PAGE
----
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Dominican Republic advances in WBC after outlasting Colombia in 11 innings

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It needed 11 innings, but Team Dominican Republic was able to outlast Team Colombia 10-3 in 11 innings during Sunday afternoon’s World Baseball Classic contest, earning them the right to move on to the next round.

Both teams plated a run in the first. Jose Bautista hit a sacrifice fly in the top half for D.R. and Giovanny Urshela singled in a run in the bottom half for Colombia. In the second, the D.R. took a 3-1 lead on a Manny Machado double followed by Bautista reaching on a fielding error.

Colombia struck back for a run in the sixth on a Mauricio Ramos double. Jorge Alfaro then tied the game in dramatic fashion in the bottom of the eighth with a solo home run to left field off of Fernando Rodney.

Colombia very nearly won the game in the bottom of the ninth, which would have put them in a tie with the D.R. in Pool C standings. The club put its first two runners on base when Jhonatan Solano singled and Tito Polo was hit by a pitch. Donovan Solano hit what looked like a 6-4-3 ground ball double play, but shortstop Jean Segura was only able to get the out at second as Jonathan Villar made a slightly off-target throw to first. Reynaldo Rodriguez then hit a line drive to shallow center field. Jose Bautista caught the ball on the fly, then fired home to catcher Welington Castillo. The ball took two hops and Castillo, in one motion, snagged the ball and applied the tag to pinch-runner Oscar Mercado for the final out of the inning.

The play was close enough that Team Colombia thought it had won the game, but home plate umpire Tripp Gibson made the right call. He wound up ejecting Polo and Rodriguez with what was truly an itchy trigger finger.

Neither team scored in the 10th inning, sending the game to the 11th where the rules change a bit. The D.R. started with runners on first and second base and it proved to be the catalyst for a rally. Mel Rojas, Jr. laid down a sacrifice bunt to move both runners up a base. Colombia walked Gregory Polanco to load the bases. And then… the floodgates opened. Castillo singled in two runs to make it 5-3. Villar walked to re-load the bases. Jean Segura doubled to deep center field to clear the bases, upping the lead to 8-3. After Manny Machado popped up for the second out, Robinson Cano reached on a fielding error, plating Segura. Bautista singled to put runners on first and third, and Santana then singled Cano home. After a seven-run top of the 11th inning, the D.R. led 10-3.

Colombia, of course, also started the bottom of the 11th with runners on first and second base, but it couldn’t capitalize in similar fashion. With Jeurys Familia on the mound, Adrian Sanchez and Mauricio Ramos both struck out. Mercado then grounded out to third base to end the game.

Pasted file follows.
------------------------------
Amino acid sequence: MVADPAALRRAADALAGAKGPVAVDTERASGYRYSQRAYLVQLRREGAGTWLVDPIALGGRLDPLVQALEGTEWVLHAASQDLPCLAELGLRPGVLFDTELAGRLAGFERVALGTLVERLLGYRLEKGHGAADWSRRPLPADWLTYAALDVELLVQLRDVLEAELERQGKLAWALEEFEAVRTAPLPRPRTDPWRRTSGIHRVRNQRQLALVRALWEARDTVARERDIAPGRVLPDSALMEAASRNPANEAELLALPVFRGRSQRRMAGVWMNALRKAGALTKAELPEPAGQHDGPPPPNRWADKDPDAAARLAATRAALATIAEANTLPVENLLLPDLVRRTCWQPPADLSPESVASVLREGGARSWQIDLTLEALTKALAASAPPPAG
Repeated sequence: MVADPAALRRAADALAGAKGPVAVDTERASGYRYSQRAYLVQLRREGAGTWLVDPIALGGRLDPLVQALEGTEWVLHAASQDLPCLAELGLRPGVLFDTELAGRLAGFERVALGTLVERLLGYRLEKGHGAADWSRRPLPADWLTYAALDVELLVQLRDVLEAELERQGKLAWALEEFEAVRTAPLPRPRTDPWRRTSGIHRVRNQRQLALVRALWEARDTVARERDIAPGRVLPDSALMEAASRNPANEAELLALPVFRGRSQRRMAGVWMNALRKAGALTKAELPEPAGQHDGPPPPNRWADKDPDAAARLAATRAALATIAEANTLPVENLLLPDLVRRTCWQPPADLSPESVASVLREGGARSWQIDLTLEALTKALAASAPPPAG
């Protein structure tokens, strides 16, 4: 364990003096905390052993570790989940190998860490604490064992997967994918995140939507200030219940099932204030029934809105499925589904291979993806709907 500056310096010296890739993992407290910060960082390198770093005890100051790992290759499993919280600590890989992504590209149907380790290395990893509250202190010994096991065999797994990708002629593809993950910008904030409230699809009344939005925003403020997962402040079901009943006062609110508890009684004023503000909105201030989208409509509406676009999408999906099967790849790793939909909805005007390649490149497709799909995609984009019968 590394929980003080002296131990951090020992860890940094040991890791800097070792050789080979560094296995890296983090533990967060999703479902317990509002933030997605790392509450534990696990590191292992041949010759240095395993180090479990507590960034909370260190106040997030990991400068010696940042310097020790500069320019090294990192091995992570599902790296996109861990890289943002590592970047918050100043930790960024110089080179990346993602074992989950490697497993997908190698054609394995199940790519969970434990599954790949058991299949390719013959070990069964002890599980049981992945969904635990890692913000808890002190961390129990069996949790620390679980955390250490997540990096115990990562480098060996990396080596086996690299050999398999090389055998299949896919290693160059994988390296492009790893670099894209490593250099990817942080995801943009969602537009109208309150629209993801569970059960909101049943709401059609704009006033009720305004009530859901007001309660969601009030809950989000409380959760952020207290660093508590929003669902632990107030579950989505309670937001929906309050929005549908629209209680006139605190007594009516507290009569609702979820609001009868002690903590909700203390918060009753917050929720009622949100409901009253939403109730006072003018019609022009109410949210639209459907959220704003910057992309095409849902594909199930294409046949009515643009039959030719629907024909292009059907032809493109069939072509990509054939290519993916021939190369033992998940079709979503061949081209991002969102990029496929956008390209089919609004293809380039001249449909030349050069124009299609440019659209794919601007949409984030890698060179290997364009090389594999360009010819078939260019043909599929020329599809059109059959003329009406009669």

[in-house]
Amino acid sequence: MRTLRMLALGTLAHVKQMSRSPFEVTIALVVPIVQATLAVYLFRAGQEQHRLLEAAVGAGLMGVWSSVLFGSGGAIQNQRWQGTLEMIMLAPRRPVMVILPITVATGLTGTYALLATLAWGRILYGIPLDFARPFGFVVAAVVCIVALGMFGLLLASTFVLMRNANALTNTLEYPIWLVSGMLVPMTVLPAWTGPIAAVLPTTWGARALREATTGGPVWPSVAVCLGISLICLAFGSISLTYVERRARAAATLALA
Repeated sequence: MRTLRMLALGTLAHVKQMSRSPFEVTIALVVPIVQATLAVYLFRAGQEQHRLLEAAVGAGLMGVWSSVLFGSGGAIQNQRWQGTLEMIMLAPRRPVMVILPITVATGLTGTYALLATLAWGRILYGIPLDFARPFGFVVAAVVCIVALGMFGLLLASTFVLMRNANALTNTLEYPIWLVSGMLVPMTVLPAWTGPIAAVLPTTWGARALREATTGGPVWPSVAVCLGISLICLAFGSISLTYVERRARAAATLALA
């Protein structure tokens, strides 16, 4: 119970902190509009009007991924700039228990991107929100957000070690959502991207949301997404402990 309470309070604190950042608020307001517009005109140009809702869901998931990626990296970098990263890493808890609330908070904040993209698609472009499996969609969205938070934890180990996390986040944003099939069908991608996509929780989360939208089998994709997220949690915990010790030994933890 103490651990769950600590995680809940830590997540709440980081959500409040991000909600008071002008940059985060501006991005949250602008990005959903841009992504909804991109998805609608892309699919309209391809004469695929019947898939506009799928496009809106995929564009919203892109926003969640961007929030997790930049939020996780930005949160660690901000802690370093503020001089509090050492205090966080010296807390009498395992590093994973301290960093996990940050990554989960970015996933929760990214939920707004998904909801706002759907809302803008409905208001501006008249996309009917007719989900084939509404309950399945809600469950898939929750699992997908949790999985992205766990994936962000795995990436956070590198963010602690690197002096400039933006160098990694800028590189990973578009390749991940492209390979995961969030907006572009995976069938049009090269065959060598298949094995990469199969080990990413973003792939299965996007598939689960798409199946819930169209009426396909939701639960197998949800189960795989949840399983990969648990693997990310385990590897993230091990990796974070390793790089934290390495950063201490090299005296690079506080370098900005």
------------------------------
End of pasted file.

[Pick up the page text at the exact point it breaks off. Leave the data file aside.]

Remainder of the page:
The D.R. has advanced to Pool F after going 3-0 in Pool C. They’re headed to Petco Park San Diego, which will open up play on Tuesday. Colombia is now 1-2 and waits to see what happens between the United States (1-1) and Canada (0-2).

Odubel Herrera went 0-for-5 with five strikeouts today

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Did you have a bad day? It’s OK. We all do sometimes. It’s just part of life. Even ballplayers have bad days. Even the good ones.

Odubel Herrera is a good one. He’s only 25, but he’s already got two seasons of above average hitting under his belt. Dude gets on base. He could be a regular for tons of teams, so there’s no shame at all in him having a bad day. And boy howdy did he have a bad day today. He went 0-for-5 with five strikeouts in the Phillies extra innings win against the Rockies.

“I feel that I am making good swings but I’m just missing the pitches,” Herrera said.

Well, that is how strikeouts work.

Four strikeouts in a game is known as a Golden Sombrero. Players don’t strike out five times in a game very often so they don’t have an agreed upon name, but I’ve seen it referred to as the “platinum sombrero,” which seems pretty solid for such a feat. Six is a titanium sombrero or a double platinum sombrero, though there are references to it as a “Horn,” for Sam Horn, who deserves something to be named in his honor. Horn is like Moe Greene — a great man, a man of vision and guts — yet there isn’t even a plaque, or a signpost or a statue of him!

But I digress.

The last time a Phillies player did it was when Pat Burrell K’d five times in September 2008. The Phillies won the World Series that year, of course, so maybe this is an omen. [looks at standings] Or maybe not.

Anyway, get a good night’s sleep tonight, Odubel. Shake it off. Tomorrow is another day.

Rachel Robinson to receive O’Neil Award from the Hall of Fame

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NEW YORK (AP) Rachel Robinson will receive the Buck O’Neil Lifetime Achievement Award from baseball’s Hall of Fame on July 29, the day before this year’s induction ceremony.

She’s the wife of late Hall of Famer Jackie Robinson, who broke the major league color barrier in 1947. Rachel Robinson created the Jackie Robinson Foundation in 1973, a year after he husband’s death. Rachel Robinson, who turns 95 in July 19, headed the foundation’s board until 1996.

The O’Neil award was established in 2007 to honor individuals who broaden the game’s appeal and whose character is comparable to that of O’Neil. He played in the Negro Leagues, was a scout for major league baseball teams and helped establish the Negro Leagues Baseball Museum in Kansas City, Missouri.

The award was given to O’Neil in 2008, Roland Hemond in 2011 and Joe Garagiola in 2014.